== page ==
women and men both were due annually to the Patron. Failure to meet these
requirements could be punished severely with beatings that sometimes resulted
in death. In addition, peasants had no right to education or freedom of _expression.
Nor did they have the right to move or relocate themselves. These injustices
eventually created the frustration and anger that would lead to a revolution.
The Agrarian Revolt of
1953 spread quickly across Bolivia, and within a few days the ruling Patrons
had lost their power and the land was returned to the farmers. However this
did not end the problems faced by peons in Bolivia or Tipa Tipa. Widespread
poverty continues today. Men and women struggle to support their families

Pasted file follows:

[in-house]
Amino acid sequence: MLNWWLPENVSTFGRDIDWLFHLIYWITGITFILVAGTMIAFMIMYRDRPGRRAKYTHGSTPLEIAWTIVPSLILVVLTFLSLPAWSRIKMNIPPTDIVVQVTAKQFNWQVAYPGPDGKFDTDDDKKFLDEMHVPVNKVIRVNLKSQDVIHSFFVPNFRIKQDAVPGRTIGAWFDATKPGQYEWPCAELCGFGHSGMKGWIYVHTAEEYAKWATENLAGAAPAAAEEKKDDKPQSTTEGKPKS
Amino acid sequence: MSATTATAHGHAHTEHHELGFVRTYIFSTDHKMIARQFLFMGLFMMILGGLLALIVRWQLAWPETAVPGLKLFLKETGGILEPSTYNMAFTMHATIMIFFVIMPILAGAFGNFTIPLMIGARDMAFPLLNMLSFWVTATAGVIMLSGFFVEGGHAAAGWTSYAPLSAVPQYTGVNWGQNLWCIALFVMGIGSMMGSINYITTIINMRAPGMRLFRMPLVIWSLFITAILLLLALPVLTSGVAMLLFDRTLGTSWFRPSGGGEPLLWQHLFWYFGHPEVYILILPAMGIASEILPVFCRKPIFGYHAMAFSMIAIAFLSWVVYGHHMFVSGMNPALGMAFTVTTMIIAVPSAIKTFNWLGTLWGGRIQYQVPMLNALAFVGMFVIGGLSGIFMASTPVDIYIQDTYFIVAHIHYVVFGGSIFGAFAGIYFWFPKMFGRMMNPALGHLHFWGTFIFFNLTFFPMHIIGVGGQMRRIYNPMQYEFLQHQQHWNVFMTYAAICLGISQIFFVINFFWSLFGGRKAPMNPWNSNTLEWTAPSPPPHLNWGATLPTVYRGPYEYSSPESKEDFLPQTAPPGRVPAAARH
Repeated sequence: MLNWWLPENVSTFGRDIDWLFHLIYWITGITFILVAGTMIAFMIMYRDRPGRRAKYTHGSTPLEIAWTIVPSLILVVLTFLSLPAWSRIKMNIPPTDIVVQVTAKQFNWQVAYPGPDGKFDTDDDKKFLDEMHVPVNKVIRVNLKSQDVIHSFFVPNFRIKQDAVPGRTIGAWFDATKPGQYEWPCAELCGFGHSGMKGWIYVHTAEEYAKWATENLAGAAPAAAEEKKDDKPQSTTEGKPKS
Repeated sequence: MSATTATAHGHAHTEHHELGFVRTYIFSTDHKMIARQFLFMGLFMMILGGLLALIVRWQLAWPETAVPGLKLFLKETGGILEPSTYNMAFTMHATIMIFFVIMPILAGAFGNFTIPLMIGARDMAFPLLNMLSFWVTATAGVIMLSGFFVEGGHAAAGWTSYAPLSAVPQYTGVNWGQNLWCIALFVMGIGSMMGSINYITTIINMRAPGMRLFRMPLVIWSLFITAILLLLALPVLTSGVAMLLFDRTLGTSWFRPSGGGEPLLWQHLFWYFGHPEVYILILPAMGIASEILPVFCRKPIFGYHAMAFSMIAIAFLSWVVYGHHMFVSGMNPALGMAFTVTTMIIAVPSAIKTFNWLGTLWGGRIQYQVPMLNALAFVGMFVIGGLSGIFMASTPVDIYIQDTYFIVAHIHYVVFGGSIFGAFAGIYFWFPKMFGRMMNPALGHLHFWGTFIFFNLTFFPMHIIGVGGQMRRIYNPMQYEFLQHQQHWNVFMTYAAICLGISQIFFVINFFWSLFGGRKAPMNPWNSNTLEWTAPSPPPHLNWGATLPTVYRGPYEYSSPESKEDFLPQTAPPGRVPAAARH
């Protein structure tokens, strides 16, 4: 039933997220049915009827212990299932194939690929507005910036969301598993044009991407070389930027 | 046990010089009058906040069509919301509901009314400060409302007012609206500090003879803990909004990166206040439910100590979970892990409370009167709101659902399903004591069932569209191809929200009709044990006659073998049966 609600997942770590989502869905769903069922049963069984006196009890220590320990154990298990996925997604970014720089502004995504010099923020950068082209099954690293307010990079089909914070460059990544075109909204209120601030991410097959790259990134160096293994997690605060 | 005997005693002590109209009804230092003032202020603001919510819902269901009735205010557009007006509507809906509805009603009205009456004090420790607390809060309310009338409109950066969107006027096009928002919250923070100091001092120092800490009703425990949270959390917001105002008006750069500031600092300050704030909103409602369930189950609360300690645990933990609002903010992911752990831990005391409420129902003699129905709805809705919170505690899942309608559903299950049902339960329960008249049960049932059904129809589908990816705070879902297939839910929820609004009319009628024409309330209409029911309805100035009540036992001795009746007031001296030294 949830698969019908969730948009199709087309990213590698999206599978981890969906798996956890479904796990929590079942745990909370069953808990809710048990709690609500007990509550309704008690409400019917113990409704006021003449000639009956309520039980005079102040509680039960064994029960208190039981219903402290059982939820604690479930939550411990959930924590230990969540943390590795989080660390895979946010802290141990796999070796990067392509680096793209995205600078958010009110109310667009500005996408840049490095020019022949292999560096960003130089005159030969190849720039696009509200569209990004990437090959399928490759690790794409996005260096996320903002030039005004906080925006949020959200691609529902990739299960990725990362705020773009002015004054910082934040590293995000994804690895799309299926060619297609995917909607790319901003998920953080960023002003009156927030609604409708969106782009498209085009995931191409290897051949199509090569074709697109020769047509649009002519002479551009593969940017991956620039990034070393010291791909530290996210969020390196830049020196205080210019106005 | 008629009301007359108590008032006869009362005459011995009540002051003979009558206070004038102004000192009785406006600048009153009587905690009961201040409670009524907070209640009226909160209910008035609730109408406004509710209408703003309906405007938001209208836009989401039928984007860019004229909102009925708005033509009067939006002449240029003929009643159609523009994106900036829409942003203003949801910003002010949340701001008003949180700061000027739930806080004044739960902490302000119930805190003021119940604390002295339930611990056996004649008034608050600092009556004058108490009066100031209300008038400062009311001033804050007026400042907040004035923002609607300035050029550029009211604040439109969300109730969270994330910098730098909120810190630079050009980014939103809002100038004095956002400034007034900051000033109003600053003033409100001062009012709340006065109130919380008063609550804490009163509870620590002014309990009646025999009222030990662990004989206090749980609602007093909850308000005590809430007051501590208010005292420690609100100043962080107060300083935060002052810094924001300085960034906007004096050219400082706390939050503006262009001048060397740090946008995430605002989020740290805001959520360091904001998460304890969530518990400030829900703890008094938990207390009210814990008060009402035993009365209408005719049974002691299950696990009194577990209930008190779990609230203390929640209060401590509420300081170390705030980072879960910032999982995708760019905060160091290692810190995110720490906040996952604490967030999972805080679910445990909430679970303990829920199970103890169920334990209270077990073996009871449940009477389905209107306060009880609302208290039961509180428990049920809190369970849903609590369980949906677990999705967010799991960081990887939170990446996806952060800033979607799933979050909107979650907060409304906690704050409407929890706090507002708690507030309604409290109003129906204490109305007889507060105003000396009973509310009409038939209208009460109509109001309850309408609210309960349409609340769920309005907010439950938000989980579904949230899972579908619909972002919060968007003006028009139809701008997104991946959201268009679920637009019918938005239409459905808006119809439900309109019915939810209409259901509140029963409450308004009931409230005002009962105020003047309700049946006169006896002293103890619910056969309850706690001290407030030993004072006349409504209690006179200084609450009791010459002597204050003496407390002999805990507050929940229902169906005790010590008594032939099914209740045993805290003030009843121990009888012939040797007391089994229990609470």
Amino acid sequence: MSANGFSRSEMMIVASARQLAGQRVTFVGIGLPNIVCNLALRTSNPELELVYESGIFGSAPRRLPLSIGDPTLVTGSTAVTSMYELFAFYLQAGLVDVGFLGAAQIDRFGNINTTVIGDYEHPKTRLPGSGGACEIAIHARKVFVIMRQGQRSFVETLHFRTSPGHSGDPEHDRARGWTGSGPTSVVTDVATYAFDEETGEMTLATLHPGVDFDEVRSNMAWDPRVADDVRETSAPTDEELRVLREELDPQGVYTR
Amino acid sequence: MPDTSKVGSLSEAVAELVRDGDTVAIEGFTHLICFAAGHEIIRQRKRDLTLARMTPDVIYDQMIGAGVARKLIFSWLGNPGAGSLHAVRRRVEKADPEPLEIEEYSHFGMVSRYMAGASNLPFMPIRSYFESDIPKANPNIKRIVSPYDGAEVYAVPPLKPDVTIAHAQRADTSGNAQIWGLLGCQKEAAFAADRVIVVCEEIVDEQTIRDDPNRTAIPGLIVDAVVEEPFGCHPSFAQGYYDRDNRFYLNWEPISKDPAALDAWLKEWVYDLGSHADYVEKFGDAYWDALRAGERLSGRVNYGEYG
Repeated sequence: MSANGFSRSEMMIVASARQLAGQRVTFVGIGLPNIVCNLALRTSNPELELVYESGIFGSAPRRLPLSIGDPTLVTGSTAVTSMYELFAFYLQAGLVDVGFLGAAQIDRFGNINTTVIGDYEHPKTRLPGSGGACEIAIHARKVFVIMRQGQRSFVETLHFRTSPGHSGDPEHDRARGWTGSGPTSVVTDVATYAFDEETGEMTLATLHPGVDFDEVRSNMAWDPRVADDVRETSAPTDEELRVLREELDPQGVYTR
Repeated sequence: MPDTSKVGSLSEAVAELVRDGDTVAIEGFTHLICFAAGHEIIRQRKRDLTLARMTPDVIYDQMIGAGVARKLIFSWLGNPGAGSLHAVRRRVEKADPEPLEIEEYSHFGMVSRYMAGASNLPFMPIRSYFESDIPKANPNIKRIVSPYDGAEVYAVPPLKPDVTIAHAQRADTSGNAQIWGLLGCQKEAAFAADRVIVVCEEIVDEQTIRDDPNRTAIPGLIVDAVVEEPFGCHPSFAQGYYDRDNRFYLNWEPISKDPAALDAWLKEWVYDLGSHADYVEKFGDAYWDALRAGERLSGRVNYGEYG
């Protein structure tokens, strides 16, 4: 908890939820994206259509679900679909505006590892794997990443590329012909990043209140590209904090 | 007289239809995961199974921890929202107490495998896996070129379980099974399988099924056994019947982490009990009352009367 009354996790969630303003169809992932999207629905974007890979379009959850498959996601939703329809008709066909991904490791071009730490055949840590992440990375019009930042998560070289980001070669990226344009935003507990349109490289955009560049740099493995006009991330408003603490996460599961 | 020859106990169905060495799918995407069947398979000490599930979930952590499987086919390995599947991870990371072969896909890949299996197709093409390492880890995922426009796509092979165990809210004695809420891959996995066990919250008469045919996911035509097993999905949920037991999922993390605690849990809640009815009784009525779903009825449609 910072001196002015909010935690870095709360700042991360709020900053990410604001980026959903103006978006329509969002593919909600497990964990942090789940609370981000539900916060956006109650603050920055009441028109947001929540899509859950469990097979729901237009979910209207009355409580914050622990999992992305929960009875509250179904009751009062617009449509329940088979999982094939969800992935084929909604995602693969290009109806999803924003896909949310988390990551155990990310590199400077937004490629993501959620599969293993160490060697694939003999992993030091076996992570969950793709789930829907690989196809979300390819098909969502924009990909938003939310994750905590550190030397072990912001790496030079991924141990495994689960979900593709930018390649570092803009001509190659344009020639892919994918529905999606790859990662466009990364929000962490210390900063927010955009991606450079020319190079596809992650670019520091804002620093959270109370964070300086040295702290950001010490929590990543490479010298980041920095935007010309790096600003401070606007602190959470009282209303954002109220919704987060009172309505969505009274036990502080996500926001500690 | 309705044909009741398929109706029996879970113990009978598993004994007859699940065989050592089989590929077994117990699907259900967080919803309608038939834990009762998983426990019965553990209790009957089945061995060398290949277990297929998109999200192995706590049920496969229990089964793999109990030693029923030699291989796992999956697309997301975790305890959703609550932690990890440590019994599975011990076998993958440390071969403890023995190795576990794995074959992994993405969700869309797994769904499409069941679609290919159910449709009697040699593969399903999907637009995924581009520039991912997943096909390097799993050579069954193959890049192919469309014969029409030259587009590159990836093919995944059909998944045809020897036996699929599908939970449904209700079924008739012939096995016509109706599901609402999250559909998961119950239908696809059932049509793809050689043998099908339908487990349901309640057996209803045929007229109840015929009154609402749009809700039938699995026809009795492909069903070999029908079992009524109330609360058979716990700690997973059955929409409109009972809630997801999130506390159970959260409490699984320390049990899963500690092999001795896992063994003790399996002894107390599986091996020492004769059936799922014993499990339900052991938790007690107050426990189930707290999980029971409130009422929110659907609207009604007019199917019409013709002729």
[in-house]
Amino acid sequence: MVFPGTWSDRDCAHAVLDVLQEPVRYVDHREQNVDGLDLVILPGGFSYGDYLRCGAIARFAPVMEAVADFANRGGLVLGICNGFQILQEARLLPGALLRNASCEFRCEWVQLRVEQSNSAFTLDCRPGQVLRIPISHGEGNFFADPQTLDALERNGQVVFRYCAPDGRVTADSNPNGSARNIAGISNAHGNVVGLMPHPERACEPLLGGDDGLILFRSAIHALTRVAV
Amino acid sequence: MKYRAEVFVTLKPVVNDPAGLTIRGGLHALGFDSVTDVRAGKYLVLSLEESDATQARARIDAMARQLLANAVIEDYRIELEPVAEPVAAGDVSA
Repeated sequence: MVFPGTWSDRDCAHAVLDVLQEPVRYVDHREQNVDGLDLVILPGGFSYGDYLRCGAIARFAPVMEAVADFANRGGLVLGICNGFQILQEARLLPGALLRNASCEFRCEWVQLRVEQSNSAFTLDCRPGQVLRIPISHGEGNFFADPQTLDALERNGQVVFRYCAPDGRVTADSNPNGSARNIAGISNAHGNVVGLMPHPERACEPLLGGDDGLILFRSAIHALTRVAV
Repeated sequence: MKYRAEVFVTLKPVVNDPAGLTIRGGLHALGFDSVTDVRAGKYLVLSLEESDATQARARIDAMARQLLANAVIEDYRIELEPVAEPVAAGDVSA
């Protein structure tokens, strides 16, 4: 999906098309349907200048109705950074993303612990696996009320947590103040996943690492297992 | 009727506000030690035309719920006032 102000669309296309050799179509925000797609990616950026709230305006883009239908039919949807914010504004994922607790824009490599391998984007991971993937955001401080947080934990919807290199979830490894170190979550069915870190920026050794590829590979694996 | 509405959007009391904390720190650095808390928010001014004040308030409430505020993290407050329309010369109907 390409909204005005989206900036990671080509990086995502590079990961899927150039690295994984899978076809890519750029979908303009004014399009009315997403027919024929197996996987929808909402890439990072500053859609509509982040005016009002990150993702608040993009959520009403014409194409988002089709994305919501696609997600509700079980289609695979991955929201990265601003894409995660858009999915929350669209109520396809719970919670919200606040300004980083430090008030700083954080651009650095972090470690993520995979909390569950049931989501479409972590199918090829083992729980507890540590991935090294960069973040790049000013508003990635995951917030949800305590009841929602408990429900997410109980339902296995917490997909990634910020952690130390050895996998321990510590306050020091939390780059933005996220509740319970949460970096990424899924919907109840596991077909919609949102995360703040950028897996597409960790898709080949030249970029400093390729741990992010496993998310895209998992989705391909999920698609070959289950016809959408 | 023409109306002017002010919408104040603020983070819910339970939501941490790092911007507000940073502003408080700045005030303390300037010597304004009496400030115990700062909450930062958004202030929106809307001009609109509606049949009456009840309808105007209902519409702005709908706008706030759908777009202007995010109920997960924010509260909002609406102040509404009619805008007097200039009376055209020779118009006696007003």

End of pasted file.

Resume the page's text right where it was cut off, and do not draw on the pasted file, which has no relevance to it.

with the tiny farmlands and water rights they have inherited. Farmlands continue
to diminish in size as, following hereditary tradition, they are divided between
the family's children. Some farmers try to support their family with as little
as an acre under production. After the Revolt farmers enjoyed lands adequately
large enough to support their family's. However, as Miguel knows, those times
are gone. He watched as his parent's land was divided eight times into tiny
pieces and has now decided to not to have anymore children in an effort to
slow this process.
The same was true with
his family's water allotment. Water that once supported the needs of his immediate
family now must support a continually growing community of relatives. Without
sufficient water a portion of the tomatoes he planted this year will dry and
wither under the blasting equatorial sun. With only a few hours of access
to water a week Miguel waits desperately for the rains to begin. As he waits,
Miguel is aware that few other farmers are consciously trying to avoid the
problems associated with large families and that situations like his continue
One morning, two months
ago, Miguel woke up with his right eye nearly shut. It looked as if he had
been in a fight. When asked, he brushed the swollen eye off as a rash. But